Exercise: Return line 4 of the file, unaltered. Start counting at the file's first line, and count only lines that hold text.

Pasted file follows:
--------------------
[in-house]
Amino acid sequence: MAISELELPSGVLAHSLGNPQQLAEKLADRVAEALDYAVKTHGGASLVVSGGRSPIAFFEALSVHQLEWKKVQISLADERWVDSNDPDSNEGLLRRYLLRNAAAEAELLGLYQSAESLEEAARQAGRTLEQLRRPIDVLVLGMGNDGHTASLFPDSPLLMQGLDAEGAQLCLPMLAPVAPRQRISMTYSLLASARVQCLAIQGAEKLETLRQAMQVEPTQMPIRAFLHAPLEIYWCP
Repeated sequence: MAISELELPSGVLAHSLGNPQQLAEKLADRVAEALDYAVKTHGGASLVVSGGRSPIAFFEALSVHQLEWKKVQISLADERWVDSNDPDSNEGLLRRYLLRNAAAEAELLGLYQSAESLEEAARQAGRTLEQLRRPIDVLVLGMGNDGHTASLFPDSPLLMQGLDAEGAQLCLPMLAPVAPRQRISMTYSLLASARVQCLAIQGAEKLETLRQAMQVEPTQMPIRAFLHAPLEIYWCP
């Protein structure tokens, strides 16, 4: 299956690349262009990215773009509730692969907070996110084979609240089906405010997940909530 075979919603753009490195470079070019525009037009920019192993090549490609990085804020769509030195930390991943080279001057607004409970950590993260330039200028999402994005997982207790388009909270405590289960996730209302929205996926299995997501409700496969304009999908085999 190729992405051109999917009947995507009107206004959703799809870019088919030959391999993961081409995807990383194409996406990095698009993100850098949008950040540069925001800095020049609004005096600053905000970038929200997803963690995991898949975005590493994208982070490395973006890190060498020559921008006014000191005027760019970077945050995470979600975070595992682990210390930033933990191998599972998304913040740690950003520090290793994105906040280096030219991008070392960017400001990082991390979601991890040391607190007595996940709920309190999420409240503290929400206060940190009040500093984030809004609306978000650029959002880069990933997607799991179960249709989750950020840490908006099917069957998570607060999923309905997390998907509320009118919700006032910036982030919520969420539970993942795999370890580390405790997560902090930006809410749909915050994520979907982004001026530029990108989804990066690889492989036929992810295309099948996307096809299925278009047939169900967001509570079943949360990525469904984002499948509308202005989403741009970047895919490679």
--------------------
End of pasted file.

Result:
């Protein structure tokens, strides 16, 4: 299956690349262009990215773009509730692969907070996110084979609240089906405010997940909530 075979919603753009490195470079070019525009037009920019192993090549490609990085804020769509030195930390991943080279001057607004409970950590993260330039200028999402994005997982207790388009909270405590289960996730209302929205996926299995997501409700496969304009999908085999 190729992405051109999917009947995507009107206004959703799809870019088919030959391999993961081409995807990383194409996406990095698009993100850098949008950040540069925001800095020049609004005096600053905000970038929200997803963690995991898949975005590493994208982070490395973006890190060498020559921008006014000191005027760019970077945050995470979600975070595992682990210390930033933990191998599972998304913040740690950003520090290793994105906040280096030219991008070392960017400001990082991390979601991890040391607190007595996940709920309190999420409240503290929400206060940190009040500093984030809004609306978000650029959002880069990933997607799991179960249709989750950020840490908006099917069957998570607060999923309905997390998907509320009118919700006032910036982030919520969420539970993942795999370890580390405790997560902090930006809410749909915050994520979907982004001026530029990108989804990066690889492989036929992810295309099948996307096809299925278009047939169900967001509570079943949360990525469904984002499948509308202005989403741009970047895919490679």